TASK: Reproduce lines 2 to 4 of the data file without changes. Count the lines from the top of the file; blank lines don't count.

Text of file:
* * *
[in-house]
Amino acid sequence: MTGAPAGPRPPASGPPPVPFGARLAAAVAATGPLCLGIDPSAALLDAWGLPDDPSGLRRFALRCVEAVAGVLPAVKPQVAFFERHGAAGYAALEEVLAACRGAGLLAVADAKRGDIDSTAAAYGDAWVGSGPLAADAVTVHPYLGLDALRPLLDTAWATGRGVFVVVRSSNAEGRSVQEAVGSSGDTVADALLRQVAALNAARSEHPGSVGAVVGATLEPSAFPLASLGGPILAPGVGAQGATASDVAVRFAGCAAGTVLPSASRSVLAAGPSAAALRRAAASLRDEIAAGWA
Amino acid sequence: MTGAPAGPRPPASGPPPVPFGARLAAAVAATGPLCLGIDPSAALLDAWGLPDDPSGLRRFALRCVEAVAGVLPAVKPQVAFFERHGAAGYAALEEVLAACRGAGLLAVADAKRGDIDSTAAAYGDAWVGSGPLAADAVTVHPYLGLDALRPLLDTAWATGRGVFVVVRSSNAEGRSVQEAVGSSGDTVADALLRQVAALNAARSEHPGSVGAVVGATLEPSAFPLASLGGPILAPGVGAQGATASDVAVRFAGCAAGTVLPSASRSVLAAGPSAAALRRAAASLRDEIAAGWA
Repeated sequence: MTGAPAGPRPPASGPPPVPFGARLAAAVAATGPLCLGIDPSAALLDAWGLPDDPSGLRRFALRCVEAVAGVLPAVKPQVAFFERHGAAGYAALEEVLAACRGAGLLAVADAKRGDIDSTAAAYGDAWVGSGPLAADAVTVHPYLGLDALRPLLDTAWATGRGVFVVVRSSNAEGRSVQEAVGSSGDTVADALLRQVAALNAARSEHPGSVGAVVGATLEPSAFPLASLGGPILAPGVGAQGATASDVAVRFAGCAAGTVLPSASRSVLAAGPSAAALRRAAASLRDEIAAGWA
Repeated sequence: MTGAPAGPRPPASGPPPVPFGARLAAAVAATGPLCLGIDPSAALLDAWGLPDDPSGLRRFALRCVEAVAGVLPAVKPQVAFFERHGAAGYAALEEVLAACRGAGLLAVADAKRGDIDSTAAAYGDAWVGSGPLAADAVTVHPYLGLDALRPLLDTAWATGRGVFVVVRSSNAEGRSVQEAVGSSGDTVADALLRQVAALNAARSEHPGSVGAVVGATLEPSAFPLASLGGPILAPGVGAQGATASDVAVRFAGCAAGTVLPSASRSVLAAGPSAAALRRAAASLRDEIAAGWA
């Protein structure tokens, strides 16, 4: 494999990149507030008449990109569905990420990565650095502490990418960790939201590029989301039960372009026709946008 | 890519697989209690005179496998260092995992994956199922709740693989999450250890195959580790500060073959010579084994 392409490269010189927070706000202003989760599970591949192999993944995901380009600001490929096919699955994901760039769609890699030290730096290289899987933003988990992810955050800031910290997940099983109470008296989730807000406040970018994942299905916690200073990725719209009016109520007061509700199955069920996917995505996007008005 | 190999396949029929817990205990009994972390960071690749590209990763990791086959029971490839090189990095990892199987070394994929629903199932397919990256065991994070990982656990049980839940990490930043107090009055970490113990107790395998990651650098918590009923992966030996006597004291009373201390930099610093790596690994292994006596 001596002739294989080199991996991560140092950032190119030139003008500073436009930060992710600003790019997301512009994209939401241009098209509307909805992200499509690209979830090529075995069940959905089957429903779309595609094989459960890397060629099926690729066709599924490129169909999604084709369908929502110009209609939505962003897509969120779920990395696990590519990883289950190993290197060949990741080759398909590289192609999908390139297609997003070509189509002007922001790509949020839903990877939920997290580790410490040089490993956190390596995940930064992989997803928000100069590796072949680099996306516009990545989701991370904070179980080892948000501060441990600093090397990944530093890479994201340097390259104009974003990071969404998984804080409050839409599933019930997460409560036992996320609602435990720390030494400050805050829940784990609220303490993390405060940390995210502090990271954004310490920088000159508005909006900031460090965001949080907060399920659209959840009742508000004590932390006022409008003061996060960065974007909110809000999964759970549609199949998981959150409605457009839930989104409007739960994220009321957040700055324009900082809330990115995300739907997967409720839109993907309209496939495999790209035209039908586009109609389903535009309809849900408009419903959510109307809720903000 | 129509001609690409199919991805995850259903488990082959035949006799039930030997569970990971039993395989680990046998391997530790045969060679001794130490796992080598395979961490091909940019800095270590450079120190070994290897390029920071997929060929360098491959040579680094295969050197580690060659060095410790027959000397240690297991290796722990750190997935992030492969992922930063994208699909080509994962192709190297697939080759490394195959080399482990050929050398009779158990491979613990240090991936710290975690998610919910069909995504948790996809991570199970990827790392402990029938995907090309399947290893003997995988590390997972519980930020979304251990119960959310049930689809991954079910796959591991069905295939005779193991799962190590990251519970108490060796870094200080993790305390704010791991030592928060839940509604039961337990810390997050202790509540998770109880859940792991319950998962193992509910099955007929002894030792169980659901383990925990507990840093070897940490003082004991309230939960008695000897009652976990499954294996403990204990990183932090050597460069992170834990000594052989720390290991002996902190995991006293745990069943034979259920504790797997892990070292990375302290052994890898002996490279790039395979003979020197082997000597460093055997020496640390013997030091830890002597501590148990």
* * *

Amino acid sequence: MTGAPAGPRPPASGPPPVPFGARLAAAVAATGPLCLGIDPSAALLDAWGLPDDPSGLRRFALRCVEAVAGVLPAVKPQVAFFERHGAAGYAALEEVLAACRGAGLLAVADAKRGDIDSTAAAYGDAWVGSGPLAADAVTVHPYLGLDALRPLLDTAWATGRGVFVVVRSSNAEGRSVQEAVGSSGDTVADALLRQVAALNAARSEHPGSVGAVVGATLEPSAFPLASLGGPILAPGVGAQGATASDVAVRFAGCAAGTVLPSASRSVLAAGPSAAALRRAAASLRDEIAAGWA
Amino acid sequence: MTGAPAGPRPPASGPPPVPFGARLAAAVAATGPLCLGIDPSAALLDAWGLPDDPSGLRRFALRCVEAVAGVLPAVKPQVAFFERHGAAGYAALEEVLAACRGAGLLAVADAKRGDIDSTAAAYGDAWVGSGPLAADAVTVHPYLGLDALRPLLDTAWATGRGVFVVVRSSNAEGRSVQEAVGSSGDTVADALLRQVAALNAARSEHPGSVGAVVGATLEPSAFPLASLGGPILAPGVGAQGATASDVAVRFAGCAAGTVLPSASRSVLAAGPSAAALRRAAASLRDEIAAGWA
Repeated sequence: MTGAPAGPRPPASGPPPVPFGARLAAAVAATGPLCLGIDPSAALLDAWGLPDDPSGLRRFALRCVEAVAGVLPAVKPQVAFFERHGAAGYAALEEVLAACRGAGLLAVADAKRGDIDSTAAAYGDAWVGSGPLAADAVTVHPYLGLDALRPLLDTAWATGRGVFVVVRSSNAEGRSVQEAVGSSGDTVADALLRQVAALNAARSEHPGSVGAVVGATLEPSAFPLASLGGPILAPGVGAQGATASDVAVRFAGCAAGTVLPSASRSVLAAGPSAAALRRAAASLRDEIAAGWA